Last Friday was brilliantly clear all day – until it got dark! So, I managed to get some tests done from the window-sill solar observatory without being in any particular hurry. I have already posted some images from the day.
The Mikrokular full HD camera, is just that – full HD, 1920 X 1080, and that primarily, is why I bought it. The question is how to make best use of it. The focal length of the Lunt LS35THa and the chip size is such that I can’t get the whole solar disc in one frame, and getting the whole disc with a reasonable number of pixels was one of my other objectives. So we are left with taking 2 images and stitching them together. I made a X1.5 barlow (reported elsewhere) in order to maximize utilisation of the available pixels, but I have had variable results with Canon’s Photo-stitch and Microsoft’s Image Composite Editor. The problem is that the solar scope produces a variable contrast image across its field. This is of little consequence visually, and if you are only imaging one frame. However, when you try to stitch images together you get an unsightly ”seam” between the 2 images. After a lot of head scratching and many trials, the best I have achieved is to create 2 “layers” for the 2 images in GIMP, align them manually and then merge them using a graded layer mask across the region where they overlap. (If this sounds like gobbledygook, it will become clear if, and when you do some image processing! Don’t forget GIMP is FREE legitimately!). The bigger the overlap, the better this works. So, here is an image with no barlow and lots of overlap, and another with the X 1.5 barlow with more pixels and not much overlap. This one also had more processing than the no-barlow one.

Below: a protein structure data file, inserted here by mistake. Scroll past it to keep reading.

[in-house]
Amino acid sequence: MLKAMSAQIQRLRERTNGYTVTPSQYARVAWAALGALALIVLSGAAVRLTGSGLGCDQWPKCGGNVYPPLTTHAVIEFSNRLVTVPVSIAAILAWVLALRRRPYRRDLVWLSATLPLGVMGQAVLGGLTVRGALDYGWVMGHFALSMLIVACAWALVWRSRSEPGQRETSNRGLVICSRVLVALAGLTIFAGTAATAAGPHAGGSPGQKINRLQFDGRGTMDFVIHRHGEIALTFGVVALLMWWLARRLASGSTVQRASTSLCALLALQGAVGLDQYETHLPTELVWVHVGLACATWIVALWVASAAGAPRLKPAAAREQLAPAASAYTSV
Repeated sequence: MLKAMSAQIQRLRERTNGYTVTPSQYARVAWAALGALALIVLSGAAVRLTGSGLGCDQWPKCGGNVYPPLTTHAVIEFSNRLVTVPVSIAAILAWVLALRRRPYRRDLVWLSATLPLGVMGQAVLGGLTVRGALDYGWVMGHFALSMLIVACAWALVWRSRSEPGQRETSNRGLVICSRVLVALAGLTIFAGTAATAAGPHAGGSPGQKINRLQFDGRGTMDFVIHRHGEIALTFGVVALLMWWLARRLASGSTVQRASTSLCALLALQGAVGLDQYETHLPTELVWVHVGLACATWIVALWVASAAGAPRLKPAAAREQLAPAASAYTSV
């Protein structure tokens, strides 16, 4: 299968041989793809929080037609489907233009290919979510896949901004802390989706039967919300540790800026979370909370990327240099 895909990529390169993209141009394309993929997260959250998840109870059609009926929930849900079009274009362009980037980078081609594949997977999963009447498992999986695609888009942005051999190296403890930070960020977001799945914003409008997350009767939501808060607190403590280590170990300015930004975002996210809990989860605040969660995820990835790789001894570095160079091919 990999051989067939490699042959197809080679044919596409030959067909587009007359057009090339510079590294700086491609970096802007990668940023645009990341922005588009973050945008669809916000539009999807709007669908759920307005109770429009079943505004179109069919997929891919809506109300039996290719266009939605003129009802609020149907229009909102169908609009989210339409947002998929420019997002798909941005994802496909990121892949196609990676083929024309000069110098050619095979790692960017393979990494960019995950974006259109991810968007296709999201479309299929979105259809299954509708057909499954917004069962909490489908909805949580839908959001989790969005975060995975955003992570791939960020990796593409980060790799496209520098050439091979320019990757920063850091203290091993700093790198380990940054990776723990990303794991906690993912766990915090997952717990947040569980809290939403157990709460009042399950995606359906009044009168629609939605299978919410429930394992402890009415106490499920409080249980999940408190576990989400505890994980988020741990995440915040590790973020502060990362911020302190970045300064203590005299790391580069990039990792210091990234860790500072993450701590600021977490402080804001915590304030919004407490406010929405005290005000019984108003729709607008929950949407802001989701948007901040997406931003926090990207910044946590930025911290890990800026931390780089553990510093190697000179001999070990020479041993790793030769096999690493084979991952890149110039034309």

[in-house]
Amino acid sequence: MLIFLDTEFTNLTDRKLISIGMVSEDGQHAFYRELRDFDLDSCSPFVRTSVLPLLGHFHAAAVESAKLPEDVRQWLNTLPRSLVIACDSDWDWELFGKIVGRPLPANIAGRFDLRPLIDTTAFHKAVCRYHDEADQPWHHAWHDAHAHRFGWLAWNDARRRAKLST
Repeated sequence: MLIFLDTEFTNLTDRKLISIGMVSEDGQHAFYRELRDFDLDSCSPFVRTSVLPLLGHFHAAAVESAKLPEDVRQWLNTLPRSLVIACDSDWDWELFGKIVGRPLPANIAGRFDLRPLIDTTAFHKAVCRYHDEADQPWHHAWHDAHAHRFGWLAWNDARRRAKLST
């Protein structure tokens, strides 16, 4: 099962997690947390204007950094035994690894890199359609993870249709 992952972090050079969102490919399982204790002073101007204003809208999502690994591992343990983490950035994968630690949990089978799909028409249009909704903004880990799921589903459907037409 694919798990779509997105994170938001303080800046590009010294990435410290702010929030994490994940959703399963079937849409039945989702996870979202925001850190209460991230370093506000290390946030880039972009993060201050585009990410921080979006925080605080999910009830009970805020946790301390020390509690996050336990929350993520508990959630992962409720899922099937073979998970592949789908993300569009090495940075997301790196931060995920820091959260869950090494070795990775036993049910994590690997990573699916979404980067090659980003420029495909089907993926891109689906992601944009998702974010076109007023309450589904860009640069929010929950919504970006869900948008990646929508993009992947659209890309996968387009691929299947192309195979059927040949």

I also did some detailed images with a X2 barlow and the 2 barlows cascaded together to make X3 to see if the extra resolution you get like this significantly improved the images. I’ve extracted the spot and the prominence from the full disc images to compare with the ones with the more magnified barlow images. The spot is the best indicator, as it seems if the prominence was changing over the duration of the test. I have also re-sized these images so they are all the same number of pixels so that the intrinsic resolution can be compared better.
Well, it is not super-rigorous, but interesting, nevertheless.